• without this symbiotic relationship, neither the killer whales nor the humans with their hand spears would have been able to kill the adult whales alone which were able to dive deeper and for longer than the killer whales in the bay.
  • catching Right whales could be done from land bases rather than the long voyages in deep sea needed to capture Sperm whales, thus this was called bay whaling & bay whaling stations were set up wherever Right whales were plentiful, and at one stage there were 35 stations in Van Diemen's Land alone.
  • the bay whaling season lasted from May to November, but the stations were usually partially manned for the whole year & many became permanent settlements.
  • the whaleboats were 9m long made of cedar wood, pointed at both ends and low in the middle. They held 5-8 oarsmen, a harpooner & a steerer. A rope of 200 fathoms would be wound carefully around a pole - sometimes it was pulled out so fast by a harpooned whale that water had to be poured over the woodwork to prevent fire. The crews waited onshore until a whale was spotted in the bay or as was the case in Twofold Bay where the killer whales had been trained to round up the Right whales into the bay for the whalers and if it was at night, they would splash their fins on the shore to signal to the whalers who would then reward them with some of the kill.
  • whaling stations were often so close that several competing whaleboats would take after the same whale.
  • an unexpected flick of the whale's tail could overturn or smash the boat.
  • one whale could give 5.5 tons of whale oil & 5.5 hundredweight of whale bone (which was used as fertiliser).

Port Fairy & Portland in the 1830's & 40's:

  • under the 'old sealers' law, a sealer was entitled to a maximum of five Aboriginal 'wives', and in 1830, it was reckoned the population of the Bass Strait islands consisted of 30 white males and 44 aboriginal women, with sealers usually living in pairs in crude huts with gardens of potatoes, onions and barley.
  • the Mill's brothers who had been sealing since 1826 and were to be the 1st pioneers of Bass Strait whaling and the founding of Port Fairy
  • the start of whaling in Bass Strait and Portland
    • in May 1831, John Mills shipped on the Henry under Capt Young, on the 1st whaling party out of Launceston, although with only harvesting 50 tons of whale oil it barely paid for costs.
    • in Dec 1831, John Mills transferred to the Elizabeth, newly commissioned under Capt John Hart, the owner, John Griffiths was also a passenger. They landed in Portland Bay that month and reported a boat crew who had landed a year earlier (and perhaps included Jon's brother Charles Mills), had procured 400 seal skins. Ten thousand wallaby skins from Kangaroo Island and Spencer Gulf coastline (including to where Adelaide now stands), which, along with 25 tons of salt collected at Hogg Bay, and 50 tons of whale oil made this ans subsequent voyages in summers of 1832 and 1833 profitable.
    • in early 1832, Capt Griffiths asked Capt Alex Campbell to take charge of the whaling station established at Portland Bay.
    • on 2nd April 1834, Charles Mills accompanied Capt Dutton on the smaller Henry to Portland, while John Mills shipped with Capt Young on the Socrates leaving Launceston 10 days later.
    • Edward Henty landed in Portland on 19th Nov 1834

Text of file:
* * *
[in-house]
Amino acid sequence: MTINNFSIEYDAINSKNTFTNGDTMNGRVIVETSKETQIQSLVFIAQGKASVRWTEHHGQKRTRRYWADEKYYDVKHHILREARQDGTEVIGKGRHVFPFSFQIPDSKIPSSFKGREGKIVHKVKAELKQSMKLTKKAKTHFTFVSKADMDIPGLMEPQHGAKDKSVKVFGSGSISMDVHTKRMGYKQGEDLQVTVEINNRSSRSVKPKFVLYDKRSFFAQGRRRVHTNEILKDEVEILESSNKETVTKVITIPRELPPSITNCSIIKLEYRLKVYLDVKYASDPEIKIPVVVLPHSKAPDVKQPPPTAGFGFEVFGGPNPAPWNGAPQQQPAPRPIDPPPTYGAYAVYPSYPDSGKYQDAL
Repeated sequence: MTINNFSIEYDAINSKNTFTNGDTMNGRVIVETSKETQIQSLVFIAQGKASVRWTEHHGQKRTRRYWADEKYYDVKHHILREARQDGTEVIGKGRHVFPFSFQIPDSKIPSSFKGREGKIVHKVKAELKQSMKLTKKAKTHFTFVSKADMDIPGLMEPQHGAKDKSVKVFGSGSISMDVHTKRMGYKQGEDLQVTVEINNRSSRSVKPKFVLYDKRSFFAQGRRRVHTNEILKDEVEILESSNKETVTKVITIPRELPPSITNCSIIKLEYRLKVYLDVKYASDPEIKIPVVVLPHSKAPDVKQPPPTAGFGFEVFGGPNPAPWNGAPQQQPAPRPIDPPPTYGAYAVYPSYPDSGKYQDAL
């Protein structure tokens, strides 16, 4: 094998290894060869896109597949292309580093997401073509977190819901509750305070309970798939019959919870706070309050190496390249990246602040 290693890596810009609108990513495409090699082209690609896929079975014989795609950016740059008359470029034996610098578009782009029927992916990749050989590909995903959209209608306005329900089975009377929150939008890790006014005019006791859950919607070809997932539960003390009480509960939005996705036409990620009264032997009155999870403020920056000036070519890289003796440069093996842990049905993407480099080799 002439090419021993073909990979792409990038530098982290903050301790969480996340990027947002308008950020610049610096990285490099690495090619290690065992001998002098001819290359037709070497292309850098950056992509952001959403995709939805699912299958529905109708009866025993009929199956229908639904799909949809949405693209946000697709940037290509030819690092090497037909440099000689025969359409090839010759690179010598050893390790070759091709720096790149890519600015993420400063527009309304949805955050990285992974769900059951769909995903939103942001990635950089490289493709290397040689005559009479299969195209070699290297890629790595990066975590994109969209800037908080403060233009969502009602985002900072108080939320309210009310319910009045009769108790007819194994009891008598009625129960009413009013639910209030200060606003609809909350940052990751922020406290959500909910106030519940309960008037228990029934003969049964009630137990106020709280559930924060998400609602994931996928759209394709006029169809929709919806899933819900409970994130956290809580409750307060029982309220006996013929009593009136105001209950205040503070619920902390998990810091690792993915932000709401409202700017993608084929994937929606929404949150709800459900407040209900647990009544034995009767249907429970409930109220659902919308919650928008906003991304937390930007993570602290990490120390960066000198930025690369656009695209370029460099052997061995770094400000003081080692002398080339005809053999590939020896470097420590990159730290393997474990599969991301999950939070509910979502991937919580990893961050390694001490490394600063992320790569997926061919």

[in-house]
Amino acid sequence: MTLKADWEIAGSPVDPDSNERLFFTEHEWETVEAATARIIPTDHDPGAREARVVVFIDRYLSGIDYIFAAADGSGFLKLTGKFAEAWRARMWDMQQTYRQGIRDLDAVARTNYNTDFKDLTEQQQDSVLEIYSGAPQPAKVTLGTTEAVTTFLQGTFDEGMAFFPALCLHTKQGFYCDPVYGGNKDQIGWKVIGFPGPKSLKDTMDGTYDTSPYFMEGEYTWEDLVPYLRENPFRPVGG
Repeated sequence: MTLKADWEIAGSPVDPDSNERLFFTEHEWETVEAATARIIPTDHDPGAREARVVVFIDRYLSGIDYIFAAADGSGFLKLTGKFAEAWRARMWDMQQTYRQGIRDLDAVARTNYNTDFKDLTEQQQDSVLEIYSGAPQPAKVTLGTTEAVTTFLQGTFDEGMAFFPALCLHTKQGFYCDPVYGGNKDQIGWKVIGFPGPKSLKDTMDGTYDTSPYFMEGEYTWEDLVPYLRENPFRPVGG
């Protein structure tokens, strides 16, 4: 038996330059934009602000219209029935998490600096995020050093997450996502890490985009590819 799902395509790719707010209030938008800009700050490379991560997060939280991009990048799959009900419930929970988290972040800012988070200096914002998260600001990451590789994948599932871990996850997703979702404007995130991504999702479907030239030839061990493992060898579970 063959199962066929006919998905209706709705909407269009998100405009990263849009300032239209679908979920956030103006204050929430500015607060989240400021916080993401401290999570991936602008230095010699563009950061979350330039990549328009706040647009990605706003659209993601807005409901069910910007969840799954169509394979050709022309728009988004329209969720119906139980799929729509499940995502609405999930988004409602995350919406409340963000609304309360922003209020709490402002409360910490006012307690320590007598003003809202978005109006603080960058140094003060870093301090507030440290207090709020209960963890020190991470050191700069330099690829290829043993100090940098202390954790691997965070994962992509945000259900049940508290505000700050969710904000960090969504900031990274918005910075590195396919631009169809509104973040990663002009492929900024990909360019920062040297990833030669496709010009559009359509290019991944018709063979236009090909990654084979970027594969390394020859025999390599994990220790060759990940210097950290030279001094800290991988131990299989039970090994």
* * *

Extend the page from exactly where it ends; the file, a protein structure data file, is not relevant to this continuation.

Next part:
• John and Charles Mills, built simple huts on Griffiths Island which stands at the mouth of the Moyne River
    • John Mills preferred the large deep sea ships (and in 1839-43 was to embark on deep sea whaling), while Charles was a master of the harpoon and small whaleboat and suffered sea sickness on larger decked vessels so settled as a farmer in Port Fairy in the late 1830's, although both had been involved in whaling in Portland by 1833, and in the off season, 'barking' such as their wattle barking expedition to Westernport Bay in 1835.
    • in 1835, John Mills went on a Sperm whale voyage off the coast of New Zealand as First Mate to Capt. Alexander Campbell (after whom Port Campbell at the Twelve Apostles is named). John's brother, Charles Mills stayed in Portland in 1835, second in command to Griffith at the whaling station and worked for the Henty brothers who had just arrived in Portland & soon built their own whaling station, making 4 rival stations there in 1837.
  • 1836: whaling station established in Port Fairy and the start of a township and agriculture
    • Griffiths set up a whaling station on Griffith Island in Port Fairy in 1836 and made John Mills his right hand man.
    • in 1836, John Mills, now a respected captain, argued for the protection of cow and calf whales to ensure their survival, but the Capt Campbell and big whaling companies refused his argument and the Southern Right Whale was nearly exterminated. John also transported sheep to Port Fairy for John Griffiths in 1836, and in 1837 married
    • in 1839, John Cox opened a general store in port Fairy.
    • By 1840, there were some 100 people living in Port Fairy at the height of the whaling season and in April 1840, Charles Mills brought his wife and child to settle in Port Fairy where he had become the pioneer farmer on “The Farm” of Alex Campbell and John Griffiths in 1836, and built his cottage at 40 Gipps St in 1840-41.
    • Archdeacon Braim, the 1st incumbent of St Johns Church, founded the first school in Port Fairy
    • John Lucas was a bootmaker of McArthur, who was born in north Tasmania and was another of the direct descendants of First Fleet convicts Nathaniel LUCAS and his wife Olivia Gascgoyne, as was Charles MILLS' wife Olivia WILLIAMS. The schooner Olivia was the 1st built and launched in Tasmania. It is likely that a Thomas Osborne, the 1st newspaper proprietor and founder of the Port Fairy Gazette, 1st parliamentarian of the district and buried in Port Fairy cemetery was the son of First Fleeters Thomas and Elizabeth Osborne.
  • “war” against the Aborigines (1837-c1855):
    • an extremely sad part of the white colonisation of Australia was the widespread adverse impacts on the indigenous peoples as they were displaced from their most valued lands and violence was only to be expected as they attempted to fight back for their lifestyle and land.
    • long before the Europeans arrived, the Port Fairy region was inhabited by the Knarn Kolak Aborigines